ILLUSTRATION. In the 61st of Isaiah at the 10th verse, the Saviour is represented as being clothed with the garments of salvation, and covered with the robe of righteousness, as a bridegroom decketh himself with ornaments. In the 62d chapter at the 5th verse, he is represented'as rejoicing over his bride, St. John Mn. 29.6He that hath the bride is the bridegroom ; but the friend of the bridegroom which standeth and heareth him, rejoiceth greatly because of the bridegroom's voice."

The bride the Lamb's wife, or the New Jerusalem, is the same as the covenant of gospel mercy, as may be seen from the following scriptures. Gal

, iv. 22, &c. “ For it is written that Abraham had two sons; the one by a bond-maid, the other by a free woman.

But he who was of the bond woman was born after the flesh; but he of the free woman was by promise. Which things are an allegory; for these are the two covenants; the one from the mount Sinai, which gendereth to bondage, which is Agar. For this Agar is mount Sinai in Arabia, and answereth to Jerusalem which now is, and is in bondage with her children. But Jerusalem which is above is free, which is the mother of us all. For it is written, rejoice, thou barren that , bearest not, break forth and cry thou that travail. est not: for the desolate hath many more children than she which hath an husband." The apostle here calls Sarah one of the covenants, which he calls Jerusalem which is above, who is both free and the mother of us all. His reference to the words of Isaiah in chap. liv. 1, &c. very clearly corrects the opinion that the prophet spake to the Gentile church of believers, when he said, “Sing, O barren," &c. for it is evident that the apostle appropriates this address to the covenant represented by Sarah. And indeed the prophet himself likewise corrects the common opinion, for he says to this barren, desolate one, “ Enlarge the place of thy tent, and let them stretch forth the curtains of their habitations : spare not, lengthen thy cords and strengthen thy stakes, for thou shalt break forth on the right hand and on the left; and thy seed shall inherit the Gentiles.” If the prophet were addressing the Gentiles, he would not have

told the Gentile church that her seed should inherit the Gentiles. But if he were addressing the gospel covenant in the character of one who was desolate and forsaken, he might with propriety say that her seed, or son, who is Christ, should inherit the Gentiles; which is consistent with the scripture which saith, “ Ask of me and I shall give thee the heathen for thine inheritance, and the uttermost parts of the earth for thy possession."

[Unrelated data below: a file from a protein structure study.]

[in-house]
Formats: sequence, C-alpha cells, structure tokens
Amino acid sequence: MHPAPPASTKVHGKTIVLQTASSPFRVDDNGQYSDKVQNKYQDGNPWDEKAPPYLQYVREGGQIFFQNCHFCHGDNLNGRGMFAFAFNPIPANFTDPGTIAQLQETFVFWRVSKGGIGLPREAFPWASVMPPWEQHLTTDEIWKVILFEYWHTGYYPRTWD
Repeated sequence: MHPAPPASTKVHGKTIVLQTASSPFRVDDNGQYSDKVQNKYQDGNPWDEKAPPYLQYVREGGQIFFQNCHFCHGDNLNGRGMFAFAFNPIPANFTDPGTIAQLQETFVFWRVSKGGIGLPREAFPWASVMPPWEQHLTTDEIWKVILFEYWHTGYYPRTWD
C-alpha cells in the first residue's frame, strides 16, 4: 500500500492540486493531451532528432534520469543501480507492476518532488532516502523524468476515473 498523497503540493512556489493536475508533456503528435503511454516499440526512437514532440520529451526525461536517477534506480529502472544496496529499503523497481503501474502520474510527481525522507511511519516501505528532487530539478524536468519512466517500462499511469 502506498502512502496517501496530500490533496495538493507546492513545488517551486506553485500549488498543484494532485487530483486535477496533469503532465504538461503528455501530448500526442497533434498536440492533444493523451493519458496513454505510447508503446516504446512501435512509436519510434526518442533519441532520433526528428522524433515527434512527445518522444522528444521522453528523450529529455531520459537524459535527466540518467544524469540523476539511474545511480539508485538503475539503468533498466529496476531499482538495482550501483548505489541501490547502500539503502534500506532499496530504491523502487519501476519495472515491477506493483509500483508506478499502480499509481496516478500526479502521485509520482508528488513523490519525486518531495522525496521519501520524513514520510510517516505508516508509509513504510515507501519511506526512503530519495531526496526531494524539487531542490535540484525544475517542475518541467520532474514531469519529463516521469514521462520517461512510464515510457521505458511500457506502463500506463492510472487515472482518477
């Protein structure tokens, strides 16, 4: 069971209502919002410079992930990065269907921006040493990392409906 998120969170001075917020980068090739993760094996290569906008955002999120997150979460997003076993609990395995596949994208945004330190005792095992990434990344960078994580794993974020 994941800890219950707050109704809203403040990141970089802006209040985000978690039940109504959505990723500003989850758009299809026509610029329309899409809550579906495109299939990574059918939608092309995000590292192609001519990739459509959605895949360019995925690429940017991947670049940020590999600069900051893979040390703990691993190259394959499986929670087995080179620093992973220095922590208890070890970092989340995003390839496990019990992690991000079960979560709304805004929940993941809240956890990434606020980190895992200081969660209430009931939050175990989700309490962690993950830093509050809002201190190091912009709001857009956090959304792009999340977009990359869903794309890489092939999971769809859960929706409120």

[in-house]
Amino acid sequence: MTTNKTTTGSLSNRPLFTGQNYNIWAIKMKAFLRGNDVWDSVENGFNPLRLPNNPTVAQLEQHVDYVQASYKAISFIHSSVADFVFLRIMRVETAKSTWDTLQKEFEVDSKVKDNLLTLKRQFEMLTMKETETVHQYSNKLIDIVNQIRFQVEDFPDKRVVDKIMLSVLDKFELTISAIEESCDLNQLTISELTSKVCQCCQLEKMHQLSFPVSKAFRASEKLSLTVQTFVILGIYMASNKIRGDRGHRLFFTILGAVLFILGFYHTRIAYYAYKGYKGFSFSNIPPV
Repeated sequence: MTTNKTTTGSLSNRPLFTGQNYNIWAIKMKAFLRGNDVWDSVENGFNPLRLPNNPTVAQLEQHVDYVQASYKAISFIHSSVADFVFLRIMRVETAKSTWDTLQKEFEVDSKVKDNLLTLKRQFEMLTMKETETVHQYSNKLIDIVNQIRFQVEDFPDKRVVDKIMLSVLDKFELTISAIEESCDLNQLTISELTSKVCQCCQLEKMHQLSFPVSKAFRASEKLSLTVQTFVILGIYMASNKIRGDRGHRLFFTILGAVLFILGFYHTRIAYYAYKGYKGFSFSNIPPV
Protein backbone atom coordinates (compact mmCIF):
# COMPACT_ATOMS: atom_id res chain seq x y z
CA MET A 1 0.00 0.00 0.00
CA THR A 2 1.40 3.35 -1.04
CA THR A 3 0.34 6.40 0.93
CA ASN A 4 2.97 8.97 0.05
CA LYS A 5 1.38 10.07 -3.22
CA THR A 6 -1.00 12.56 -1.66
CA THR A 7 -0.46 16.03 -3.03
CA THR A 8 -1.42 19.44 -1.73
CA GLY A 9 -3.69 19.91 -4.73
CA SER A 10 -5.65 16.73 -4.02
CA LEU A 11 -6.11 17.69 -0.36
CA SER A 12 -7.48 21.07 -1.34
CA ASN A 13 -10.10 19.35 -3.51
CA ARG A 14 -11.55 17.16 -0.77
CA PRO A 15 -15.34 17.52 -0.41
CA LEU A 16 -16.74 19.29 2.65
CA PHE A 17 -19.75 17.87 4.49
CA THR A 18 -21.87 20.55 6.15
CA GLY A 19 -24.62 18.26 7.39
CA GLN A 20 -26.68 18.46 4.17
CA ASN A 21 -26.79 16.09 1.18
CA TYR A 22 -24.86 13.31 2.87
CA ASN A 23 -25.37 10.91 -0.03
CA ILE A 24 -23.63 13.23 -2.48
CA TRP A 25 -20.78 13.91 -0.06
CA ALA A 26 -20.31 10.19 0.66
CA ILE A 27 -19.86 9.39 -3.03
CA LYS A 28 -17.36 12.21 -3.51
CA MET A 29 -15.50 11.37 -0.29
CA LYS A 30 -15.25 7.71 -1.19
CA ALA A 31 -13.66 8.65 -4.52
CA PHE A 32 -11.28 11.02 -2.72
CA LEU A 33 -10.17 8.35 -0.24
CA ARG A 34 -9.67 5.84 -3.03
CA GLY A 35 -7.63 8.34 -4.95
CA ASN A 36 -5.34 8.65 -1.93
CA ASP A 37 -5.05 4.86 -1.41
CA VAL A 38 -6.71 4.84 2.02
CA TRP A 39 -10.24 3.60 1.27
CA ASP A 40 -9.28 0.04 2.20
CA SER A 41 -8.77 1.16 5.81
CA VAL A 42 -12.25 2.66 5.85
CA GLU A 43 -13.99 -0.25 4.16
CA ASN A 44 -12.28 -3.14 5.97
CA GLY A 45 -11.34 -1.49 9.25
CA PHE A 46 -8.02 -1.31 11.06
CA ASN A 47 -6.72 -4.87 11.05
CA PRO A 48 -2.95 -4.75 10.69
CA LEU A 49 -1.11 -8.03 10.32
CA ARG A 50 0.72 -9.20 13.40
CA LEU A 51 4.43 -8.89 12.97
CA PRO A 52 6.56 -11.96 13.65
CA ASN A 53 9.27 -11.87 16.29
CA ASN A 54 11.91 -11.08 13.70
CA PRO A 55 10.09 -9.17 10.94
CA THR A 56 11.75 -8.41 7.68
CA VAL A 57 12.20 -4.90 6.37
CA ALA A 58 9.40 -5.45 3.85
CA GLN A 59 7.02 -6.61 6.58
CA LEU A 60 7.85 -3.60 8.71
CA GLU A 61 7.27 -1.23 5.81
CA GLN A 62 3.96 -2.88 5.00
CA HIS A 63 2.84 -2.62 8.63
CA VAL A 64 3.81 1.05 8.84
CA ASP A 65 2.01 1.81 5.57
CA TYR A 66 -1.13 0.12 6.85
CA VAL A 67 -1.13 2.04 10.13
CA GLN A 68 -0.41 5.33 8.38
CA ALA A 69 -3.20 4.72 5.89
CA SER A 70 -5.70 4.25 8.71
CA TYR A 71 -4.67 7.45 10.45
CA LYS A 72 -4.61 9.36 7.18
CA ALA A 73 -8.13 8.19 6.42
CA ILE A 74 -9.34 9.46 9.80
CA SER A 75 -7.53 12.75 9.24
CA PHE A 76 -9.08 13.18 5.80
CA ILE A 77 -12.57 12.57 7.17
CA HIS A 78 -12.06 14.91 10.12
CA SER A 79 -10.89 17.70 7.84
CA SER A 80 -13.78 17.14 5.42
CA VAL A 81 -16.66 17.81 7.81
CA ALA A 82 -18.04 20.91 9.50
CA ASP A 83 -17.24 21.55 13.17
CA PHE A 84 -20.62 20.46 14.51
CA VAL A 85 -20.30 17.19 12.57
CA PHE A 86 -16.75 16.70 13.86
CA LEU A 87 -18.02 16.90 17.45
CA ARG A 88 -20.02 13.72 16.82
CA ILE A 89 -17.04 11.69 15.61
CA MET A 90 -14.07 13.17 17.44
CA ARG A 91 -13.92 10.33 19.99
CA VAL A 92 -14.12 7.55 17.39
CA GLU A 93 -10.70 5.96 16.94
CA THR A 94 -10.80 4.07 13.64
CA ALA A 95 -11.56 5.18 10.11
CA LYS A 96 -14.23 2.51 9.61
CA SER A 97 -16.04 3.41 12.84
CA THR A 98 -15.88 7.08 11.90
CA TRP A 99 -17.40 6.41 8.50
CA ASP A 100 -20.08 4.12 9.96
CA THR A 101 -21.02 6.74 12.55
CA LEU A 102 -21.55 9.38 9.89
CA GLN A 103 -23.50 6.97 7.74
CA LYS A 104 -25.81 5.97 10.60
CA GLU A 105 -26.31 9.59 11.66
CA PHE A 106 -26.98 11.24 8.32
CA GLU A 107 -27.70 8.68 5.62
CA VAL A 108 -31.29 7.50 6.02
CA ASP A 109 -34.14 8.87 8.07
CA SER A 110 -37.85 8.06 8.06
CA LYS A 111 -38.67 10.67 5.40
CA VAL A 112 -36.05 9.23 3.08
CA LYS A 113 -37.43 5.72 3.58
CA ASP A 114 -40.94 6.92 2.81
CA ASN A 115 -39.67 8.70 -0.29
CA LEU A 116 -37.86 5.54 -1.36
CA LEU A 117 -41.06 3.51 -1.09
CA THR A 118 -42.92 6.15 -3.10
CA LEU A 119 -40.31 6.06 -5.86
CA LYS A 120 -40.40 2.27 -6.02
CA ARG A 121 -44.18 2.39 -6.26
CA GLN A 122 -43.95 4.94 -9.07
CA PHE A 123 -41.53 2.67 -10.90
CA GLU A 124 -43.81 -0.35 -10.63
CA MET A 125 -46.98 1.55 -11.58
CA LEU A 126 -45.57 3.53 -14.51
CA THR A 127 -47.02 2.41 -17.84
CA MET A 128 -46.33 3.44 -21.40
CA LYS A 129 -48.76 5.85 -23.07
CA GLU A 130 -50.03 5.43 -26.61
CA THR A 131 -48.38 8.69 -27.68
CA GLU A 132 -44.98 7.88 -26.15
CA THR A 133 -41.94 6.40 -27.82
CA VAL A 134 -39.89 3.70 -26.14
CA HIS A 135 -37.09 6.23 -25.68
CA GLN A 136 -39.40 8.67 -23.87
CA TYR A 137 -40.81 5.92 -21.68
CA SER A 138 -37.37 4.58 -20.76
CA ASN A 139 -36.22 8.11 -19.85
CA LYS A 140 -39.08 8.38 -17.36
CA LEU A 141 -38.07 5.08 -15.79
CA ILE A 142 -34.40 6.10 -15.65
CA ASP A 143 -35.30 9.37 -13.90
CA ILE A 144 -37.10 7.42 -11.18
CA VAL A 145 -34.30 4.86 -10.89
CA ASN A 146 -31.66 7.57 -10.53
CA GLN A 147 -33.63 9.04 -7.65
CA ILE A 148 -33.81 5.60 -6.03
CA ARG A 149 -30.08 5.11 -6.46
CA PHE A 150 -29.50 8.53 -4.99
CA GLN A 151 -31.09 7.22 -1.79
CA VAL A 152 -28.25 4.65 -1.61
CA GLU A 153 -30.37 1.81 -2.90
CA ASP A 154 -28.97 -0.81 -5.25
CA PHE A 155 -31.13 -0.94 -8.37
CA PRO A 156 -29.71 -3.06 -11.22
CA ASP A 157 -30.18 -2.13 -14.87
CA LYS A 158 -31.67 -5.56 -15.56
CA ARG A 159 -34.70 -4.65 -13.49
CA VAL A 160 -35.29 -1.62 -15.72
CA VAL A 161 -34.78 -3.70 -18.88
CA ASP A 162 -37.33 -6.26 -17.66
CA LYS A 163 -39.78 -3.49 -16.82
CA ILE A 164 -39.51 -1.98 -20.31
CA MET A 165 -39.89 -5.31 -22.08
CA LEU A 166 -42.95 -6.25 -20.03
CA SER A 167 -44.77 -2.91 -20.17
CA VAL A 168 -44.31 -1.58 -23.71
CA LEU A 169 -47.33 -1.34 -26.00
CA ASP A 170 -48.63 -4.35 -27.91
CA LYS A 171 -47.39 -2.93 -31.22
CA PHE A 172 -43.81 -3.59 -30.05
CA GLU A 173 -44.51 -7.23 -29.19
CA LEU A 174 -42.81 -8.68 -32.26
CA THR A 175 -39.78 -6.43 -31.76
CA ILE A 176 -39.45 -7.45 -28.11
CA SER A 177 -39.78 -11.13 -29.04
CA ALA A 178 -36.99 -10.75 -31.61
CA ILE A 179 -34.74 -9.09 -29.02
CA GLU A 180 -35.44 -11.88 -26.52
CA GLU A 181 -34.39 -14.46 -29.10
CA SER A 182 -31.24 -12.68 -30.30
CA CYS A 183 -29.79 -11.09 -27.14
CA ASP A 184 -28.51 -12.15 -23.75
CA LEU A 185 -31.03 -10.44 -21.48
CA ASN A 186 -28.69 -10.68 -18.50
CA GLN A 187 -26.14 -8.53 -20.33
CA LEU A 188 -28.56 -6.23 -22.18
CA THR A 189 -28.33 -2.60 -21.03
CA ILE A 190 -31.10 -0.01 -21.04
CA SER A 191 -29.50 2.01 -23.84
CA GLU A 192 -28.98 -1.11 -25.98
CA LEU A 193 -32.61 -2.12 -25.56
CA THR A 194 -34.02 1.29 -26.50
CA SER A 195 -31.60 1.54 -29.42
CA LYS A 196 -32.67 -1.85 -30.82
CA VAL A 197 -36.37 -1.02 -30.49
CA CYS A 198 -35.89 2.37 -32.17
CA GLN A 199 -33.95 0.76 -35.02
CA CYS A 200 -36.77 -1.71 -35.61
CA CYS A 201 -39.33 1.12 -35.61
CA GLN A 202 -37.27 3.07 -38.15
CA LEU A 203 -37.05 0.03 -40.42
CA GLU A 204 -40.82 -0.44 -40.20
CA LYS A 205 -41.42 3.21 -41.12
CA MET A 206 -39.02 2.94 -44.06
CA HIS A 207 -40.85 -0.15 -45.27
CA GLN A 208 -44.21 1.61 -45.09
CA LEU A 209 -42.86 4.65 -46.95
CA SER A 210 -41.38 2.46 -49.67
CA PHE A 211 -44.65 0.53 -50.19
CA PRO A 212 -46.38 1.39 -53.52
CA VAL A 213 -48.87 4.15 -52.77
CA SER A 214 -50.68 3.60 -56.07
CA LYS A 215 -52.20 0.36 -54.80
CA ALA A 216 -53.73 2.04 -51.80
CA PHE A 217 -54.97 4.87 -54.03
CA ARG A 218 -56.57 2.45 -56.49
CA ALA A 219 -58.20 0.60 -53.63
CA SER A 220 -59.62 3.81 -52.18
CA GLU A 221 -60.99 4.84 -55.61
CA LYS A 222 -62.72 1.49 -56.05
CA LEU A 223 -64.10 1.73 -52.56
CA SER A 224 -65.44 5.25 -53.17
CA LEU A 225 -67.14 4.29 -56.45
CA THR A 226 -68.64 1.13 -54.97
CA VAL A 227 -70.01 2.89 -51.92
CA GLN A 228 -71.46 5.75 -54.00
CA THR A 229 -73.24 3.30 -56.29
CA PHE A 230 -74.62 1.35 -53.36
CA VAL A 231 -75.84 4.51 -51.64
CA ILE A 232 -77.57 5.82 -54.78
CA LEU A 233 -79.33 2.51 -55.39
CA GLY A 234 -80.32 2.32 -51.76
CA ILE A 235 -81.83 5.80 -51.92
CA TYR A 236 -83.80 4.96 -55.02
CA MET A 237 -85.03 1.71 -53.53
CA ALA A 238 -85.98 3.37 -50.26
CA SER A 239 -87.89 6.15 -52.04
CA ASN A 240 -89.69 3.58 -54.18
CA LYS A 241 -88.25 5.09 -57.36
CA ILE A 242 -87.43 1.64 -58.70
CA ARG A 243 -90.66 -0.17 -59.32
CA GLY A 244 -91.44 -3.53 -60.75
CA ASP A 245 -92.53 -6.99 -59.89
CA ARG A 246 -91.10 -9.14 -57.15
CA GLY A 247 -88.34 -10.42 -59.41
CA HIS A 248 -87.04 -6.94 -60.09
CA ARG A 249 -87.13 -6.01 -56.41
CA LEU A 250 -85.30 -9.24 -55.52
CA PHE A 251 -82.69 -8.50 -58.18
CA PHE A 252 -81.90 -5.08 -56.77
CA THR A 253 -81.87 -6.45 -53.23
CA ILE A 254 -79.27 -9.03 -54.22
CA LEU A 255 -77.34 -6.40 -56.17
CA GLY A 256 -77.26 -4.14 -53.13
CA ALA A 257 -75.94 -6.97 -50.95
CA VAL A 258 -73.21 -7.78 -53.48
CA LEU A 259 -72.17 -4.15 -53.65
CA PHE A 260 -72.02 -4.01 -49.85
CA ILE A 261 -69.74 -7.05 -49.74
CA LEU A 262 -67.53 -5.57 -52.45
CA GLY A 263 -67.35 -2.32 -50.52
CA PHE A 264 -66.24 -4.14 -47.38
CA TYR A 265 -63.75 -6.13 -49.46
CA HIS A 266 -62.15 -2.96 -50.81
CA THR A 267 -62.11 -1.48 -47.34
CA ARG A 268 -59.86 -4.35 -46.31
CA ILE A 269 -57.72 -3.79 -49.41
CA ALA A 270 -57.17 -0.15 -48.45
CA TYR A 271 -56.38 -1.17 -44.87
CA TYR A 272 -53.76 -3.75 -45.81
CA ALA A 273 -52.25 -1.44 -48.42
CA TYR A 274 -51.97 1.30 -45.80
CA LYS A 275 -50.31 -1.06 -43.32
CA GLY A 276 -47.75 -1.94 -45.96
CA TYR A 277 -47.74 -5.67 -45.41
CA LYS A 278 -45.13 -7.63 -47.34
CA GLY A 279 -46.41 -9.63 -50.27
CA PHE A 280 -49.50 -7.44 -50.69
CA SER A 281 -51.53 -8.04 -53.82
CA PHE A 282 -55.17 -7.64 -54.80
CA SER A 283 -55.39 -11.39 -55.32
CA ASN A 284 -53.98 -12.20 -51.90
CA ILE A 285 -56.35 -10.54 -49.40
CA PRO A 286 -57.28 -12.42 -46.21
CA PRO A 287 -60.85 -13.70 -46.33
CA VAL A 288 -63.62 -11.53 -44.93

PARABLE IX. "No man putteth a piece of new cloth unto an old garments

for chat which is put in to fill it up taketh from the garment, and the reot is made worse."

Mat. ix. 16. Christ continues his answer to the disciples of John, and in this part of his answer we find matter for the following notes:

1st. That the law, or legal righteousness, which they were endeavoring to acquire, was a garment extremely incomplete, he represented by an old garment, worn to pieces and in need of mending.

2d. That the divine righteousness, whereby he should fulfil the law, in which righteousness alone man could be justified, stood in comparison to the other as new cloth to an old garment.

3d. That as a piece of new cloth put into an old garment would take from the garment, whereby the rent would be made worse ; so those who should use the righteousness of the Lord our righteousness only to patch their own, puixing a little of the righteousness of Christ with a great deal of fasting, humility, and righteousness of their own, would be in a worse situation than when standing